Now parents know ALL about their electronic equipment;  their cell phone and their computer, but very little about their biological equipment. They think for some reason, mothers from previous generations “just did it”.  Well they did just do it, but with a lot of experience and knowledge.

Let us hear from you in our comments section below. What was good and helpful when you had your baby, and what do you think should improve and how?

We are responsible for making our community and its resources the best it can be.  That is why Best Start Parenting Center is available to help provide information and support for your parenting choices and as a community resource.


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Check out this link. What do you think is the most objectionable parts of the body that ought to be covered at all times. This writer thinks feet are the ugliest.


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A word about pacifiers: Several mothers have come to Best Start the last few days very worried about their milk supply. They are very intent on how often and long they SHOULD nurse their babies during the day. When asked they all say they were warned “Don’t let that baby use you as a pacifier,” so when the baby lingers at the breast for a feeding, or wants to breastfeed again just a short while after ‘finishing’, they rely on the pacifier to prevent the awful consequences of being “used as a pacifier.”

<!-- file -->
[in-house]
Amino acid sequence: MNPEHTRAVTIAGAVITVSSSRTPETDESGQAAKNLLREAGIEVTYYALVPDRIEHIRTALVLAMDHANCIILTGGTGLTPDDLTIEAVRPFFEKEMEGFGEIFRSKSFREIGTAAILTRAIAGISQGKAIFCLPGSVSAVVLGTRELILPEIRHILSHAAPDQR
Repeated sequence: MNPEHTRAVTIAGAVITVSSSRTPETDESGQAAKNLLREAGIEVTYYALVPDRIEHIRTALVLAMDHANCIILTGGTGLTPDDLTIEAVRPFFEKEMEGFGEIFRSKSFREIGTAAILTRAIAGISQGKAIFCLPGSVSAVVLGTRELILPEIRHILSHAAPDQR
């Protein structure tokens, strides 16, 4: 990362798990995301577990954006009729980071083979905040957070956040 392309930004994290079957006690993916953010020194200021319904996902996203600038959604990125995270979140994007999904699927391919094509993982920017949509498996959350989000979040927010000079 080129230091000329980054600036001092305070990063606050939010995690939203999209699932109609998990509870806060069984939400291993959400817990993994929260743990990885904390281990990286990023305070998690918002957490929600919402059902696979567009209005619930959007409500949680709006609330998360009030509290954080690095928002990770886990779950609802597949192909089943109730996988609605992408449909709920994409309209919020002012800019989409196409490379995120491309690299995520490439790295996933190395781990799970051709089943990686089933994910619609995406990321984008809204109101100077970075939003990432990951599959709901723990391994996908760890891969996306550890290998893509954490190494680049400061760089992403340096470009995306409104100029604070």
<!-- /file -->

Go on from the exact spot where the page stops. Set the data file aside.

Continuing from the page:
They are drinking gallons of water, drinking Mother’s Milk Tea, and willing to use a breastpump more to increase their milk supply but afraid of allowing the baby to breastfeed more than the prescribed time.

Please understand that pacifiers are a recent invention. Most mothers throughout history have not had them available nor had ways to keep them clean all the time.
Babies want to suck a lot because they are made that way, and that is what makes a mother have lots of milk. Frequent sucking with Mom stimulates her milk supply to keep growing with baby’s growth.

The most frequent complaint mothers call us with is low milk supply or fear of low milk supply. Don’t be afraid of spoiling your baby by breastfeeding a lot. Your baby is designed to breastfeed a lot and you are designed to respond and make lots of milk.

If you don’t have The Womanly Art of Breastfeeding come get a copy at Best Start or your public library. A good understanding of what we call “supply and demand” will help you respond when people admonish you not to let your baby “use” you. Your baby “uses” you for everything! Your baby can’t do anything by himself for months.

Your baby is “using you as a mother”.
Don’t let your baby “use a pacifier as a mother”. He/she needs you!


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Have you thought about what it means to be a mammal?
Read this mothers comments about her own thoughts over the years.

I believe it’s great to be a mammal.